December 28, 2016
Popular knowledge goes that a coating of milk in the stomach can bring relief from aches and pains in your gut.
Whether that's truth or household gospel, however, is the question.
Curious to understand the interactions between milk and the stomach, we reached out to Colin Smith, a gastroenterologist at Jefferson Health.
There's an old wives' tale that milk coats the stomach and alleviates its aches. Any real truth to that? And if there is, does it matter what kind of milk?
Before we discuss treatments for stomach pain, I think it is important to understand its causes. Pain in your stomach, which we call dyspepsia, can be from many different things, including problems outside the stomach such as gallstones, inflammation of the pancreas, or even a rupturing blood vessel in your abdomen. Pain actually coming from the stomach can be from irritation in the lining of the stomach -- gastritis -- due to infection, medications or food, an ulcer in your stomach or the first part of your small intestine called the duodenum, or may actually be a component of acid reflux. (Gastroesophageal Reflux Disease, aka GERD.)
If pain is coming from gastritis, an ulcer, or GERD, stomach acid may make the pain worse. The thought behind drinking milk is that it can decrease the acid content and thus soothe the stomach. Interestingly, milk is actually slightly acidic! However, it is less acidic than your stomach and acts as a "buffer" to decrease the total acidity. Unfortunately, this effect is short-lived, so drinking milk is definitely not a good, long-term approach to treating stomach pain. I certainly don't include it in my treatment recommendations for patients. As far as what type of milk to drink, fatty foods tend to worsen reflux, so perhaps skim is the best choice.
Are you actually doing more harm than good beyond that short-term relief?
An occasional stomach ache is not concerning, but frequent or persistent pain may be a sign of something more serious going on. The pain may be a symptom of a common stomach infection called H. pylori, which can lead to stomach ulcers or even stomach cancer, if left untreated. Ulcers can cause life-threatening bleeding or perforation in the stomach. Untreated, severe GERD can result in a narrowing of the esophagus or even esophageal cancer. Milk is not going to prevent any of these complications from happening. If you need to take milk or some other medication frequently or on a recurring basis, you should see your primary care physician or a gastroenterologist. Weight loss, trouble swallowing, or bloody or black stool are other signs that you should see your doctor right away.
I think the thing is, it sounds counter-intuitive that a dairy product would help an upset stomach. What are some general realities about dairy products and how they interact with our stomachs and digestion – useful tidbits people can have on hand for their diets?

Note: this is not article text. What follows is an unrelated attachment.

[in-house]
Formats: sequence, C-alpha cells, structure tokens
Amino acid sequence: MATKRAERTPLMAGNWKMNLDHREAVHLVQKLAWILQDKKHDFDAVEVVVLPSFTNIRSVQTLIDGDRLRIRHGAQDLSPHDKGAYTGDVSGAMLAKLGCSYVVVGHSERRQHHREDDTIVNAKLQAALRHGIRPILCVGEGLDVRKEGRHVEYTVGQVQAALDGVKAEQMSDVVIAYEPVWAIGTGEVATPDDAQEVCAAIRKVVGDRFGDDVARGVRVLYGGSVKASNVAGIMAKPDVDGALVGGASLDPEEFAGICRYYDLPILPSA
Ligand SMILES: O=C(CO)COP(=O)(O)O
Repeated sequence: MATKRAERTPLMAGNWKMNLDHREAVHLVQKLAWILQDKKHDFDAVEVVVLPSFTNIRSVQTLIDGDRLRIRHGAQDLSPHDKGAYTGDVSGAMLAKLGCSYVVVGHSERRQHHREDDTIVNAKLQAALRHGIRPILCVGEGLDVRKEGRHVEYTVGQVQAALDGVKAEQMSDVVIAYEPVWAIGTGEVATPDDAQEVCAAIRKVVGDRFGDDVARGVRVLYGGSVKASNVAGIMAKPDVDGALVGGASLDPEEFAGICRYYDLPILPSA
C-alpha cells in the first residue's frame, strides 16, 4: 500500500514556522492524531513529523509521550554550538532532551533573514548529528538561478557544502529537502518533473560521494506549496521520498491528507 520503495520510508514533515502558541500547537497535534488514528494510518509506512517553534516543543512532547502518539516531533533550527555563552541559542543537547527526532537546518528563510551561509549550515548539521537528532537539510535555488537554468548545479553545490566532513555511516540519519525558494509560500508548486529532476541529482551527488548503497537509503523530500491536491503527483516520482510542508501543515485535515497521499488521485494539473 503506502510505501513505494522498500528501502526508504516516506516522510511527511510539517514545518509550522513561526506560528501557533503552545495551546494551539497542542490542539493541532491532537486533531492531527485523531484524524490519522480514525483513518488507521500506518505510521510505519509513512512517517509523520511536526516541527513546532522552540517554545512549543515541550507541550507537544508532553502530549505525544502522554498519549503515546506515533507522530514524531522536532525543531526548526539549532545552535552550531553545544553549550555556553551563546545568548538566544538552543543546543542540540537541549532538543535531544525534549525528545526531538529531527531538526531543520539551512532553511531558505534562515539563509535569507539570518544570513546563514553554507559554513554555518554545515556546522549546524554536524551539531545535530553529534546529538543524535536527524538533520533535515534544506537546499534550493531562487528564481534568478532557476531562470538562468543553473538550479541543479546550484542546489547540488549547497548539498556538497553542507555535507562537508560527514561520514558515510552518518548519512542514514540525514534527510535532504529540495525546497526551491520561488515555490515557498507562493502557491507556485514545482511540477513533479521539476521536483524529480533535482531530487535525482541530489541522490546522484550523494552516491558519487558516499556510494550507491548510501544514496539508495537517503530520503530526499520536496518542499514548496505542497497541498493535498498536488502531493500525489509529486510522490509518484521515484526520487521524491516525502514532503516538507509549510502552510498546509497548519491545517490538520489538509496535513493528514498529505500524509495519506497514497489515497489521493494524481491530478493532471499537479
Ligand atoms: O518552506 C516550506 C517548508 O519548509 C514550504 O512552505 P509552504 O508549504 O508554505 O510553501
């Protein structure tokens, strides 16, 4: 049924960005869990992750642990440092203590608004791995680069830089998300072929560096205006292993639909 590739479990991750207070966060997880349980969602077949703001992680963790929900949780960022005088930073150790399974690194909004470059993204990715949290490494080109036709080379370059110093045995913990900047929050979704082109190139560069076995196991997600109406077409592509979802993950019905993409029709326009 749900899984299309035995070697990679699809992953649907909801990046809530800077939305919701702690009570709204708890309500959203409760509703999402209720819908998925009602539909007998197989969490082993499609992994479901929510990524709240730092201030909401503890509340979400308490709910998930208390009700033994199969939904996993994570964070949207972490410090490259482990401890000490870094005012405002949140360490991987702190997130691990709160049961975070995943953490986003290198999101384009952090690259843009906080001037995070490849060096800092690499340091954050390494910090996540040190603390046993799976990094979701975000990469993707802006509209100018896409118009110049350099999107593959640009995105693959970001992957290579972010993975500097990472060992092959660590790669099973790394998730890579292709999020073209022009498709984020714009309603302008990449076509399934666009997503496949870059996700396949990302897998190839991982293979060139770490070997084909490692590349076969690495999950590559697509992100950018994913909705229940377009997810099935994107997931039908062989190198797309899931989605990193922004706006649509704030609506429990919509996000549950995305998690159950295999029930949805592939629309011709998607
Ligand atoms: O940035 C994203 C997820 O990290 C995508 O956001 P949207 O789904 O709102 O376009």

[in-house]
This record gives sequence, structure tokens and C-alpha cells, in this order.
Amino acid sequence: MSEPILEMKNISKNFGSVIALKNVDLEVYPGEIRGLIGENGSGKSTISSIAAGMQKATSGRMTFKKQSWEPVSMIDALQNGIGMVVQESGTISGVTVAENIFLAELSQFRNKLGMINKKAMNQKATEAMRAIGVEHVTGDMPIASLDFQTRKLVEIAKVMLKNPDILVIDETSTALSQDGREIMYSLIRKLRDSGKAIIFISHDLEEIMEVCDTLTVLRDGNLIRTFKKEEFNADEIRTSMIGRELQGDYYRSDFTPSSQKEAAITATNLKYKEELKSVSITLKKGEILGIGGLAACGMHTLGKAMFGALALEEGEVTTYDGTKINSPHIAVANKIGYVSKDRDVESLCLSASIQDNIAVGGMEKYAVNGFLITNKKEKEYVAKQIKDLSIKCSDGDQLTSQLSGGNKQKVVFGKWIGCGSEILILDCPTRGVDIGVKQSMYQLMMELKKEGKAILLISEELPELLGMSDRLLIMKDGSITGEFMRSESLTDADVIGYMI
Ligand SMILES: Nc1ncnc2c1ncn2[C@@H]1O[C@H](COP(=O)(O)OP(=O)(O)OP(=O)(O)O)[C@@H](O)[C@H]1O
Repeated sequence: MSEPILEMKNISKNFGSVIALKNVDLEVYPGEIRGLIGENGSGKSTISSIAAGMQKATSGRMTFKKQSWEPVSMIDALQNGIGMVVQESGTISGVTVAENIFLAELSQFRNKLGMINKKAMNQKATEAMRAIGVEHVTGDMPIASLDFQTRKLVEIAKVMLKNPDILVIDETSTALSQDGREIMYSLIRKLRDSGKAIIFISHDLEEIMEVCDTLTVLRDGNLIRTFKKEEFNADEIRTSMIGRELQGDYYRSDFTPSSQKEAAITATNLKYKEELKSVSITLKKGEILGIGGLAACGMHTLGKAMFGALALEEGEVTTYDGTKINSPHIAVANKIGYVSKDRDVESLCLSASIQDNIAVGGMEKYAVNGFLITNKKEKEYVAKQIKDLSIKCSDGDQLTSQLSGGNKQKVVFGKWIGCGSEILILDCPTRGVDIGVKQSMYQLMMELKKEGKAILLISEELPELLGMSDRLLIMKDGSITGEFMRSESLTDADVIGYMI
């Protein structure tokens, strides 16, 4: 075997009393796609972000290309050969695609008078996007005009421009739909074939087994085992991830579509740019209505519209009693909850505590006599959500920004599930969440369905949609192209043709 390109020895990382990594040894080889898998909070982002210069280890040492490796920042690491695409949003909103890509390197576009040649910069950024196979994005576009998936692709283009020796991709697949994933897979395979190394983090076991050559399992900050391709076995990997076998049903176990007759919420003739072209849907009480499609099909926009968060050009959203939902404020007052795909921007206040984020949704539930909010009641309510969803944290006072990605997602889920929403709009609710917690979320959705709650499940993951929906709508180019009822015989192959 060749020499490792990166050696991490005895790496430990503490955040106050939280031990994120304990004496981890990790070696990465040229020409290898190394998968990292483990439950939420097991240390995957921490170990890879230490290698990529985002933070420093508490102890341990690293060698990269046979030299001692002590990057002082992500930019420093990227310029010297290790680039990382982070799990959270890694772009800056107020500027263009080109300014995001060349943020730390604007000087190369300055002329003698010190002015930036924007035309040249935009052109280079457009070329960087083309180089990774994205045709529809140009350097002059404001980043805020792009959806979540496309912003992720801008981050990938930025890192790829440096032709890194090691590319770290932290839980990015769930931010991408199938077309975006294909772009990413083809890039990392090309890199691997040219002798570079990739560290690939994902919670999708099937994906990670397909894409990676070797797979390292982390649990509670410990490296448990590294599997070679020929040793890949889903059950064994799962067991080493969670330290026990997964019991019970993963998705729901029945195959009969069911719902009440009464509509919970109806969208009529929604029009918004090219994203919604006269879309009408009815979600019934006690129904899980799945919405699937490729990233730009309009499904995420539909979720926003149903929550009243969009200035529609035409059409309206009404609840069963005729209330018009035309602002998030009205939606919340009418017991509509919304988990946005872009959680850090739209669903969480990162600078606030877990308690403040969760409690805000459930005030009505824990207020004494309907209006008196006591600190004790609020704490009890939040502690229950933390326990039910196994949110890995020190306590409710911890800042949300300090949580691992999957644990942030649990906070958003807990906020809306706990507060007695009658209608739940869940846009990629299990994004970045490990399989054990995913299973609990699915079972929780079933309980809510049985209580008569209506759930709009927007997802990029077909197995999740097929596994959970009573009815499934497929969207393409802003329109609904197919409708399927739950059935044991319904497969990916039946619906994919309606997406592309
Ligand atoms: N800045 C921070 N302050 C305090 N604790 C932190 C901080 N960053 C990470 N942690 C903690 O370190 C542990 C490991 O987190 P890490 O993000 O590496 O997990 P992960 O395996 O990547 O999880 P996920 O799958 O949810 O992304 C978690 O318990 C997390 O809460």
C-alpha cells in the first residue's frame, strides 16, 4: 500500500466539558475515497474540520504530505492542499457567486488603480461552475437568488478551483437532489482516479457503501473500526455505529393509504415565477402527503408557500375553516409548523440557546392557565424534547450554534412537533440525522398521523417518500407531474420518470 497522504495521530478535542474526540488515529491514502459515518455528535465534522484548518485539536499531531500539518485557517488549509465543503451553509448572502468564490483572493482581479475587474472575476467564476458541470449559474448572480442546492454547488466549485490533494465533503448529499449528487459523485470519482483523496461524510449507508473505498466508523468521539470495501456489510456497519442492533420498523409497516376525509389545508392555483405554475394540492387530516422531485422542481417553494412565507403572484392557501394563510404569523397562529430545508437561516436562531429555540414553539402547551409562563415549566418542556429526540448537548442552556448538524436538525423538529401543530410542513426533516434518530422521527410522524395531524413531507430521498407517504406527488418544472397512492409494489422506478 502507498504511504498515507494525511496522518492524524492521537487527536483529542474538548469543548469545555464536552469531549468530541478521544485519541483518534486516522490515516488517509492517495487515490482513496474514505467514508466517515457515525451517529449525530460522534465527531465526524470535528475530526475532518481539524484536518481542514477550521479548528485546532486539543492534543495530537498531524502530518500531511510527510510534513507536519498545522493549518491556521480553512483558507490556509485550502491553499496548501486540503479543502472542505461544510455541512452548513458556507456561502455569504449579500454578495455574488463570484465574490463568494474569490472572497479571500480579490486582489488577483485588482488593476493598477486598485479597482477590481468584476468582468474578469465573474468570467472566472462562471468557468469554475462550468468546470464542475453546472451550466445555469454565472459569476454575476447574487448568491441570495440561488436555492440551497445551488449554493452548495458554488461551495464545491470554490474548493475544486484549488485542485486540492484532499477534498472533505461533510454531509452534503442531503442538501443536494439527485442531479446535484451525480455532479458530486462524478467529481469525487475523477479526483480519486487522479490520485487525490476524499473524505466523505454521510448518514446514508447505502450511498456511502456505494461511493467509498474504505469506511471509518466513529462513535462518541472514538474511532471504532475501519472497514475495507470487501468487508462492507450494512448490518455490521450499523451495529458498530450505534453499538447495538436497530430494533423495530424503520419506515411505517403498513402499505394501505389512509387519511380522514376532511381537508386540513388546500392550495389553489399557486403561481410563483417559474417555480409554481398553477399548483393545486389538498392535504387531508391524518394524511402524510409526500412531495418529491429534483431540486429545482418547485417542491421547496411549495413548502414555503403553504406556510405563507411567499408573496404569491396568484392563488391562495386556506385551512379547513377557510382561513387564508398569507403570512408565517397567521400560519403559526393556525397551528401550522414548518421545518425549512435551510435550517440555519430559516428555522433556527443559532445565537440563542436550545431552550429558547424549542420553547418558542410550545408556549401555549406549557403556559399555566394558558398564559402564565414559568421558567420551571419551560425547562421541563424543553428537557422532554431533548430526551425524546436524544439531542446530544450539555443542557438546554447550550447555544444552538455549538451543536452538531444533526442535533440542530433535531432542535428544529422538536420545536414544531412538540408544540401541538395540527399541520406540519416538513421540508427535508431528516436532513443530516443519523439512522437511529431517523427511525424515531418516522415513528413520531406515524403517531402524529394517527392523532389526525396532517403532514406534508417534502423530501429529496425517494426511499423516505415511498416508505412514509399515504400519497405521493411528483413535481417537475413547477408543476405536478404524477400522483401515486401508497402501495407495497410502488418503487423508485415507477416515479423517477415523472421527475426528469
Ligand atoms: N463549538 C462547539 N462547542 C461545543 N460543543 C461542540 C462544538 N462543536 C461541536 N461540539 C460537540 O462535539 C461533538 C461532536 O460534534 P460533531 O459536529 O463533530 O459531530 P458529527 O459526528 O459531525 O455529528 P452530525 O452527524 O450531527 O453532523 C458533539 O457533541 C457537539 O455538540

The sugar in cow's milk – lactose – is what gives most people GI issues. Lactose is broken down by the lactase enzyme, which is a protein produced by the cells in small intestine. Without lactase, your body can't absorb the sugar, and it ends up being broken down by intestinal bacteria into gas that causes abdominal pain, diarrhea, bloating and sometimes even vomiting. Some people, particularly those of Asian or African background, make less lactase enzyme as they get older and are more prone to have issues with dairy products. If you think you might have lactose intolerance, you can try to avoid milk products for a week to see if you have less symptoms.
Allergies to milk proteins are more common in infants and children but rare in adults. There are a host of different syndromes and symptoms that go along with this, from diarrhea, to chest pain, and even skin irritation. If you are worried about a milk allergy, you should talk to your doctor about a referral to an allergist.
How recently have we started to better understand how dairy impacts our digestive systems? It seems like we're all starting to adjust our diets accordingly, only within the past few years.
Soy and nut milks are definitely more popular these days, which is great for people with lactose intolerance or milk allergy. It's important to note that cow's milk still has the most amount of protein, vitamins, and minerals compared to these plant-based milks. Make sure to read the labels!
Any strong recommendations for how to treat a stomach ache that doesn't include milk?
The easiest thing to do is change your lifestyle. Fatty foods tend to sit in the stomach longer, and may cause discomfort. Overeating obviously can cause discomfort, and contribute to acid reflux. Alcohol and caffeine can also cause irritation. Antacids like Tums or Maalox are fine to use for occasional stomach pains, but are not good for frequent issues. Your doctor may do a test for the bacteria H. pylori, which can be treated with a course of antibiotics. We often also prescribe medications that decrease stomach acid, especially if there is a component of heartburn with the stomach pain. The first step is a class of medications called Histamine Receptor Antagonists, like Pepcid or Zantac. We then move on to Proton Pump Inhibitors, like Nexium or Prilosec, if those don't work. Many people only need a short course of medications for a month or two to get rid of their symptoms.
Anything to add?
I would recommend that anyone dealing with significant or chronic stomach pain see their doctor. We can quickly rule out serious issues, and there are a variety of effective treatment options -- other than milk -- that we can offer.